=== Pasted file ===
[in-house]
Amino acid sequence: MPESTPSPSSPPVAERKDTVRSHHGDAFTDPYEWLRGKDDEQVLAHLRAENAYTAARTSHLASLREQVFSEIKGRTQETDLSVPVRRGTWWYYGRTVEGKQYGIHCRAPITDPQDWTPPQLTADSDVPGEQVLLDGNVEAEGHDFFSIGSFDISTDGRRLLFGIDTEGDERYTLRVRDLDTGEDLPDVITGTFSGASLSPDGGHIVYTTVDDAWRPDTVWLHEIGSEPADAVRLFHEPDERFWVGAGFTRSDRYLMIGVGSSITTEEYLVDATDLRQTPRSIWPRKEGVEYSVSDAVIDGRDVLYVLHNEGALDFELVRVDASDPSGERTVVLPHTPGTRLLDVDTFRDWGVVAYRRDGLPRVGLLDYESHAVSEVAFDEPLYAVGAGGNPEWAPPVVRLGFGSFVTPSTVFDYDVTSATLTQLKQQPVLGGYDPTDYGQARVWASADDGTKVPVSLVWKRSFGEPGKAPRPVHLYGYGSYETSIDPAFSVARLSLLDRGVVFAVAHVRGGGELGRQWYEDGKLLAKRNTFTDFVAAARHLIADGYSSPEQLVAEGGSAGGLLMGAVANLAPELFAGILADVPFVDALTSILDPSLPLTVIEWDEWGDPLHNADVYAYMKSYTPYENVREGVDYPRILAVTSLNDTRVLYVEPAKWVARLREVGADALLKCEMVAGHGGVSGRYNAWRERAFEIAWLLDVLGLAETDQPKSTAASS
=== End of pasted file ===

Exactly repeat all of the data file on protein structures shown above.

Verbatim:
[in-house]
Amino acid sequence: MPESTPSPSSPPVAERKDTVRSHHGDAFTDPYEWLRGKDDEQVLAHLRAENAYTAARTSHLASLREQVFSEIKGRTQETDLSVPVRRGTWWYYGRTVEGKQYGIHCRAPITDPQDWTPPQLTADSDVPGEQVLLDGNVEAEGHDFFSIGSFDISTDGRRLLFGIDTEGDERYTLRVRDLDTGEDLPDVITGTFSGASLSPDGGHIVYTTVDDAWRPDTVWLHEIGSEPADAVRLFHEPDERFWVGAGFTRSDRYLMIGVGSSITTEEYLVDATDLRQTPRSIWPRKEGVEYSVSDAVIDGRDVLYVLHNEGALDFELVRVDASDPSGERTVVLPHTPGTRLLDVDTFRDWGVVAYRRDGLPRVGLLDYESHAVSEVAFDEPLYAVGAGGNPEWAPPVVRLGFGSFVTPSTVFDYDVTSATLTQLKQQPVLGGYDPTDYGQARVWASADDGTKVPVSLVWKRSFGEPGKAPRPVHLYGYGSYETSIDPAFSVARLSLLDRGVVFAVAHVRGGGELGRQWYEDGKLLAKRNTFTDFVAAARHLIADGYSSPEQLVAEGGSAGGLLMGAVANLAPELFAGILADVPFVDALTSILDPSLPLTVIEWDEWGDPLHNADVYAYMKSYTPYENVREGVDYPRILAVTSLNDTRVLYVEPAKWVARLREVGADALLKCEMVAGHGGVSGRYNAWRERAFEIAWLLDVLGLAETDQPKSTAASS